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I'm using Dancer 1.31, in a standard configuration (plackup/Starman).

In a request I wished to call a perl function asynchronously, so that the request returns inmmediately. Think of the typical "long running operation" scenario, in which one wants to return a "processing page" with a refresh+redirect.

I (naively?) tried with a thread:

sub myfunc {  
   sleep 9; # just for testing a slow operation
}

any '/test1' => sub {
   my $thr = threads->create('myfunc'); 
   $thr->detach();
   return "done" ;
};

I does not work, the server seems to freeze, and the error log does not show anything. I guess manual creation of threads are forbidden inside Dancer? It's an issue with PSGI? Which is the recommended way?

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1  
fork, instead of threads. –  MkV Oct 21 '12 at 3:06
    
@MkV yep, I see... YOu can add that as an answer. –  leonbloy Oct 21 '12 at 3:11
    
@leonbloy, what have you done finally ? –  sputnick Dec 4 '12 at 14:44
    
@sputnick: fork . I'll post an answer. –  leonbloy Dec 4 '12 at 14:47

2 Answers 2

I would stay away from perl threads especially in a web server environment. It will most likely crash your server when you join or detach them.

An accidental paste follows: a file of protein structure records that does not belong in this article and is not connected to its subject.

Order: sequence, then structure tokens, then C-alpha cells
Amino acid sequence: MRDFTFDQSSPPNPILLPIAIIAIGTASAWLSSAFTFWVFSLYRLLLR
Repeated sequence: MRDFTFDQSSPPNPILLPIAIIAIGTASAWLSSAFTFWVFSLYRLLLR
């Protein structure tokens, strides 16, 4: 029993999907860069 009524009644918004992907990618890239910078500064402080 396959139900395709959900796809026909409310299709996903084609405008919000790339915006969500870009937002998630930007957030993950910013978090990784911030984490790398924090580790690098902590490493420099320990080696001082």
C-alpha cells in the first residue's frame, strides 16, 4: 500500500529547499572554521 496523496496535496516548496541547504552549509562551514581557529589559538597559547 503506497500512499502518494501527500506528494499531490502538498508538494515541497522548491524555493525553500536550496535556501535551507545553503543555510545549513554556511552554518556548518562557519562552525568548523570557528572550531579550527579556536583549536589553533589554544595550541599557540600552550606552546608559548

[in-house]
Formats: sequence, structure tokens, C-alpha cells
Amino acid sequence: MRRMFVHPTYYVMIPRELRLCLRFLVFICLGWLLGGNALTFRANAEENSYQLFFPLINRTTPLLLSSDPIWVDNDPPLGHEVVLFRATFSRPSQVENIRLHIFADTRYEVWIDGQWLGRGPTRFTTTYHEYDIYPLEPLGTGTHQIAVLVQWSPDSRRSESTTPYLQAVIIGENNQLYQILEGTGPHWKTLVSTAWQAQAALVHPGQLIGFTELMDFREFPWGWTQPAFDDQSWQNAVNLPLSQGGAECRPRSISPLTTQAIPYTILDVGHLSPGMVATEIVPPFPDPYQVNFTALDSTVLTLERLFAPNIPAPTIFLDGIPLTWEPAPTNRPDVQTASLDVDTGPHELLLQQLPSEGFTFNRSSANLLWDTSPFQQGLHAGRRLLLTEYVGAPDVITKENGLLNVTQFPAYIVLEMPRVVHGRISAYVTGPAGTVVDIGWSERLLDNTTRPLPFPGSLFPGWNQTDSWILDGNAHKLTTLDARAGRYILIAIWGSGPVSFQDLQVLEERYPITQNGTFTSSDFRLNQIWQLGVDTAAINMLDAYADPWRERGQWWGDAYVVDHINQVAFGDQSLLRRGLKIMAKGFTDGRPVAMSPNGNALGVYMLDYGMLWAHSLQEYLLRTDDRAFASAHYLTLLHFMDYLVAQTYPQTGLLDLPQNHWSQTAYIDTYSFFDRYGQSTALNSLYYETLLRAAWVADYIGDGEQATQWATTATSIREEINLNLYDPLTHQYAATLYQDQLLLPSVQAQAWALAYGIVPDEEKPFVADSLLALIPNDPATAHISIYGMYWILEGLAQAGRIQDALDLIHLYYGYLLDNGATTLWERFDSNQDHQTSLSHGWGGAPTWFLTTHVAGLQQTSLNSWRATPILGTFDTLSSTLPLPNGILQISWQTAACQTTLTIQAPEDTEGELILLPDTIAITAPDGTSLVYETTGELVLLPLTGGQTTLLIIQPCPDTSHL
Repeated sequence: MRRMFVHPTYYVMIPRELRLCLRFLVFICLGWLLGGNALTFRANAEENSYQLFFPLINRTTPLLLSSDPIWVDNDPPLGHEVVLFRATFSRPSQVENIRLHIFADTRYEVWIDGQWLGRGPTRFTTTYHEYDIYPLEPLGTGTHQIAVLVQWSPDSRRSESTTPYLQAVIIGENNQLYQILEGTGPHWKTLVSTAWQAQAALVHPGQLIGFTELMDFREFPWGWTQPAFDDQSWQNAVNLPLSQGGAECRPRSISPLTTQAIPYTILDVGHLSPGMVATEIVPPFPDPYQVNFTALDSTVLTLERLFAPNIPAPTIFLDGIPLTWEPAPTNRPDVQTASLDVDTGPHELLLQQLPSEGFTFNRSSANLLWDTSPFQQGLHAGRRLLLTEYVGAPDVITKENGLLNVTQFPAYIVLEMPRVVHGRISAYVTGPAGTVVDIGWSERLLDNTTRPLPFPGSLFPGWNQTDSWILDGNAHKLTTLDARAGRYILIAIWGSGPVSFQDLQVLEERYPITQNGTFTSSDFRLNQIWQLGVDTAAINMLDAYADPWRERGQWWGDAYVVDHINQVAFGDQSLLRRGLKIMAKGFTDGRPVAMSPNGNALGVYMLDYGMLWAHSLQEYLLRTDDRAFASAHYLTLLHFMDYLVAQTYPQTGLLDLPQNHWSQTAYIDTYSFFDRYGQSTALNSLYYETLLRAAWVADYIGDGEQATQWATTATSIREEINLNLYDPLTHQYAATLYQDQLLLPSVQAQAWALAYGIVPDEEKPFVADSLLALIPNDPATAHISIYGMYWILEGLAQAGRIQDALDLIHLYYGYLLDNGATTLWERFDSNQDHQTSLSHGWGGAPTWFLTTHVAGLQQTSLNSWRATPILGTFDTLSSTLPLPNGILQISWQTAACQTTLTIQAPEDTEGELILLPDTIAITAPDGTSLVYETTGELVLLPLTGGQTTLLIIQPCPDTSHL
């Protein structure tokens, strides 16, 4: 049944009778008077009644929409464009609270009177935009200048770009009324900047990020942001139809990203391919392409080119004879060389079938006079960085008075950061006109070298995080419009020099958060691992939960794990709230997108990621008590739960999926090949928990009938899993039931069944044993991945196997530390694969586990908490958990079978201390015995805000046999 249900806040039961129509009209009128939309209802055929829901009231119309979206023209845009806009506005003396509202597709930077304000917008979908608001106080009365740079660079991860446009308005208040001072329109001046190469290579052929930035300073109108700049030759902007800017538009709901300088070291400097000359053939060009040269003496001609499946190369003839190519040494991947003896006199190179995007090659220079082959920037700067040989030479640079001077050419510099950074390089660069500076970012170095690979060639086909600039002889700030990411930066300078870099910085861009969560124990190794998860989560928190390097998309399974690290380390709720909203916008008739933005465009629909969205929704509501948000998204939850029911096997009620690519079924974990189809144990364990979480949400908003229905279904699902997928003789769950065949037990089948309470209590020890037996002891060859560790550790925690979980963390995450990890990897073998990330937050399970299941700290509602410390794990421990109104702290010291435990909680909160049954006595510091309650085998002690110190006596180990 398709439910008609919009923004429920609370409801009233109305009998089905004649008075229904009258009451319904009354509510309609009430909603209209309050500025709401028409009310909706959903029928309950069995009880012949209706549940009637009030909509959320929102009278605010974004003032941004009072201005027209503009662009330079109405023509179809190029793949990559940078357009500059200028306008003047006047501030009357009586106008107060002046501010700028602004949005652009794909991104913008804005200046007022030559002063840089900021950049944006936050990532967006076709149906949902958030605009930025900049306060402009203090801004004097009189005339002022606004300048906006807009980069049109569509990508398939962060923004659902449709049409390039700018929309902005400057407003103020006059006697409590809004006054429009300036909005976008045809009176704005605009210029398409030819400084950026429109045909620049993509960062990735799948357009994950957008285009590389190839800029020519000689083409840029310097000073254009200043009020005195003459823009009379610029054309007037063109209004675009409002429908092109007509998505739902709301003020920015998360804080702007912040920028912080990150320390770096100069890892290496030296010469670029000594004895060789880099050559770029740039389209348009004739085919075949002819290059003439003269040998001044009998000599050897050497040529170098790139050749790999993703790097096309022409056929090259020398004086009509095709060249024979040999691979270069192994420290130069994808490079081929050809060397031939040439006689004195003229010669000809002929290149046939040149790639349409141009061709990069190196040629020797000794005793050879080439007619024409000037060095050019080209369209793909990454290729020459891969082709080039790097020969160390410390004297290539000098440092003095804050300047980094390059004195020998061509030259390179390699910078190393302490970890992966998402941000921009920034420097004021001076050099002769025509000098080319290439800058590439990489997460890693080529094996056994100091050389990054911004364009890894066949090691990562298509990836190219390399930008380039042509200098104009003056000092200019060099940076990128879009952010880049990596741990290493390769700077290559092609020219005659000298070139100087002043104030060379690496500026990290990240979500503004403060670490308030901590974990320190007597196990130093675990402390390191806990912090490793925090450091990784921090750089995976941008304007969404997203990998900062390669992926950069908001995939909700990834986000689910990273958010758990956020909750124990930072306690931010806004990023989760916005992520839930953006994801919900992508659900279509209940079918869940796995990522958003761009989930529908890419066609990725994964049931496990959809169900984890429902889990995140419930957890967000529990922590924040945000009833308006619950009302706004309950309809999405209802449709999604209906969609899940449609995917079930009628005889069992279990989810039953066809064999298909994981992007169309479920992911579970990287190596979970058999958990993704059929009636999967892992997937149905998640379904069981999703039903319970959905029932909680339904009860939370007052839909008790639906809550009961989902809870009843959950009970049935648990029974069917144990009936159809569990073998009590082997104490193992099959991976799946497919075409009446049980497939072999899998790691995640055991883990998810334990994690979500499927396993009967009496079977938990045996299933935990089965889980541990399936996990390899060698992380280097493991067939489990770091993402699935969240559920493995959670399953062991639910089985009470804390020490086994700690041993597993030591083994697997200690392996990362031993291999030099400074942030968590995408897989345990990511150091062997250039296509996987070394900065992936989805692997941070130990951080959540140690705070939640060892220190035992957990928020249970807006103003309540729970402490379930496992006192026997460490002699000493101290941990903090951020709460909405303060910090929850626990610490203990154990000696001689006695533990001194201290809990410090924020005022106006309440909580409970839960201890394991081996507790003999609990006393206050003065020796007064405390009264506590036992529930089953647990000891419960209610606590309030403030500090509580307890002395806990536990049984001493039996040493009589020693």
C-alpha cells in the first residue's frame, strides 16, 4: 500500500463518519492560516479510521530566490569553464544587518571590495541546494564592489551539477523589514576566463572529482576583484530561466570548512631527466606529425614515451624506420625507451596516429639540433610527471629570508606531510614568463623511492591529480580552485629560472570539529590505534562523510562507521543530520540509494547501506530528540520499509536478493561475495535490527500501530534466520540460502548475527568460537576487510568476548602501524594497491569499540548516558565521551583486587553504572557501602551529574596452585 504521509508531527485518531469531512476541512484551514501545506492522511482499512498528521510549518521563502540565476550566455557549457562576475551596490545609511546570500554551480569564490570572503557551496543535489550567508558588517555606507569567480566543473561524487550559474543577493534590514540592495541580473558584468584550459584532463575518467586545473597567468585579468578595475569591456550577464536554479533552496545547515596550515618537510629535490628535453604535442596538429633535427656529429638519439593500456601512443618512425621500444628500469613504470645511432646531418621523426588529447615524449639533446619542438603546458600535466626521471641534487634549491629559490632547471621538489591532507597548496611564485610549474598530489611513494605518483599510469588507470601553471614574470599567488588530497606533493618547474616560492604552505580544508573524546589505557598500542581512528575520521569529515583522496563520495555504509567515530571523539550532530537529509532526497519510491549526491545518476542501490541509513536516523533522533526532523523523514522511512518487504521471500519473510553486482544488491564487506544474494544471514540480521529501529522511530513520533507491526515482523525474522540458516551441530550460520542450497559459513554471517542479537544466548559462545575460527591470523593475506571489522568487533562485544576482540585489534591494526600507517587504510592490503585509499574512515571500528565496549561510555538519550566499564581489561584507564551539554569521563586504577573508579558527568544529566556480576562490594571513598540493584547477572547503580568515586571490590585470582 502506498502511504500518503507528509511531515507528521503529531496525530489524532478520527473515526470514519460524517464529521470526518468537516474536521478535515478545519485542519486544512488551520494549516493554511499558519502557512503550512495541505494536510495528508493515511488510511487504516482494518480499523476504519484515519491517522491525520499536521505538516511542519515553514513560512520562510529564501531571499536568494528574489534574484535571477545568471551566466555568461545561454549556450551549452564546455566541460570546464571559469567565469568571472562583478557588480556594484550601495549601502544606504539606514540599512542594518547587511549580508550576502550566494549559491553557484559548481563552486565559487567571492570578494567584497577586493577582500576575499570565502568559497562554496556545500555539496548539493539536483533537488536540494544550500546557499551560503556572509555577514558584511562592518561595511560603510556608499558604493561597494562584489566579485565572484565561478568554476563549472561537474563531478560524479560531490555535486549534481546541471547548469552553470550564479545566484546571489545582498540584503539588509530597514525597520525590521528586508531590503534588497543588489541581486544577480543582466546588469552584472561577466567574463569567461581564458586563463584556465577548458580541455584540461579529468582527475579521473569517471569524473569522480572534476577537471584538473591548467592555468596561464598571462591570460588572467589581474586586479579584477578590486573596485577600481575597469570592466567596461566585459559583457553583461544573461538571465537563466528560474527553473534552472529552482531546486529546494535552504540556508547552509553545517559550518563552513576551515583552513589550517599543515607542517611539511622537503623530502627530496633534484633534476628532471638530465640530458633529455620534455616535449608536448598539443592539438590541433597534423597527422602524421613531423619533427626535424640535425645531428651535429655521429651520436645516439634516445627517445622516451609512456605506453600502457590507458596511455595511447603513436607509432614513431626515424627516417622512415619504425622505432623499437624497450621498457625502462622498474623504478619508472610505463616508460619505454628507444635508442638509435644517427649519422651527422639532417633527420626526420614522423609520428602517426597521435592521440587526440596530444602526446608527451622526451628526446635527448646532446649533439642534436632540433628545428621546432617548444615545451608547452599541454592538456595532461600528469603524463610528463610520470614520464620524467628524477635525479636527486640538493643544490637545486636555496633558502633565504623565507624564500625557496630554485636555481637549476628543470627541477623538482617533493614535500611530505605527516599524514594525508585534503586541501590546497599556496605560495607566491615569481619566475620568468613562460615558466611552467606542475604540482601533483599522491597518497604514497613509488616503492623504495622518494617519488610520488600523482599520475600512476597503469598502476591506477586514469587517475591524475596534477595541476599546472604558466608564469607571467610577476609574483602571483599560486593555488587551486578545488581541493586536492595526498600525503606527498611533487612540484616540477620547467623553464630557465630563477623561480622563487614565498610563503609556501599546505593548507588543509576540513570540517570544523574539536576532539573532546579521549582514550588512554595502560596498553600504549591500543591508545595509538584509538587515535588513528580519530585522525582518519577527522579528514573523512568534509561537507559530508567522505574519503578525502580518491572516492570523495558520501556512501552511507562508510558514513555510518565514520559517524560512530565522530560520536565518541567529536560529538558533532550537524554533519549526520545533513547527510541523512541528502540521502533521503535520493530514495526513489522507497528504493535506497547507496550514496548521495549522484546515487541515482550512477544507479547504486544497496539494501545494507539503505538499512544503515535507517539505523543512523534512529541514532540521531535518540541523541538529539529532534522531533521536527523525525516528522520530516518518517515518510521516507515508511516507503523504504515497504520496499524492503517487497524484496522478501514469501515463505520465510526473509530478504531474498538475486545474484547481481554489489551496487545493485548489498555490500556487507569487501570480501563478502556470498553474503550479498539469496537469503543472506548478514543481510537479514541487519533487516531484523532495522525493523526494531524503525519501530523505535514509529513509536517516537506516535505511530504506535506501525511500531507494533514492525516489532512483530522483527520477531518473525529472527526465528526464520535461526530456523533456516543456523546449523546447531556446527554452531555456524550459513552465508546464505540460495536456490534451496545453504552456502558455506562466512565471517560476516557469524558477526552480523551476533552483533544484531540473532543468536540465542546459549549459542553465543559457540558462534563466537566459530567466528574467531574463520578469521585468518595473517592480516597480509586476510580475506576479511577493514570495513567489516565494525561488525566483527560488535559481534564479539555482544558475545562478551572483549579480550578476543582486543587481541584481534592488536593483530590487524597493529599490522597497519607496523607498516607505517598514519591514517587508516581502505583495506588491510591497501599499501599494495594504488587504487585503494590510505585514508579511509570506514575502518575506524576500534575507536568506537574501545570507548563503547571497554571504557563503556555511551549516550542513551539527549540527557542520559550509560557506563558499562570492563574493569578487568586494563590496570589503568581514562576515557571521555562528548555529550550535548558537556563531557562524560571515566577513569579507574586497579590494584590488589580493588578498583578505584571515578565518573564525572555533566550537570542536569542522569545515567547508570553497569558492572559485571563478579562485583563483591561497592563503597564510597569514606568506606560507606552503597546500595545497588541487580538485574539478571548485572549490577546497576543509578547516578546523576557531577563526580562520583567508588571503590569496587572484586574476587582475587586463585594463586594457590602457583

I usually create a few threads (thread pool) BEFORE initializing other modules and keep them around for the entire life time of the application. Thread::Queue nicely provides communication between the workers and the main thread.

The best asynchronous solution I find in Perl is POE. In Linux I prefer using POE::Wheel::Run to run executables and subroutines asynchronously. It uses fork and has a beautiful interface allowing communication with the child process. (In Windows it's not usable due to thread dependency)

Setting up Dancer and POE inside the same application/script may cause problems and POE's event loop may be blocked. A single worker thread dedicated to POE may come handy, or I would write another server based on POE and just communicate with the Dancer application via sockets.

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Threads are definitively iffy with Perl. It might be possible to write some threaded Dancer code, but to be honest I don't think we ever tried it. And considering that Dancer 1's core use simpleton classes, it might also be very tricky.

As Ogla says, there are other ways to implement asynchronous behavior in Dancer. You say that you are using Starman, which is a forking engine. But there is also Twiggy, which is AnyEvent-based. To see how to leverage it to write asynchronous code, have a gander at Dancer::Plugin::Async.

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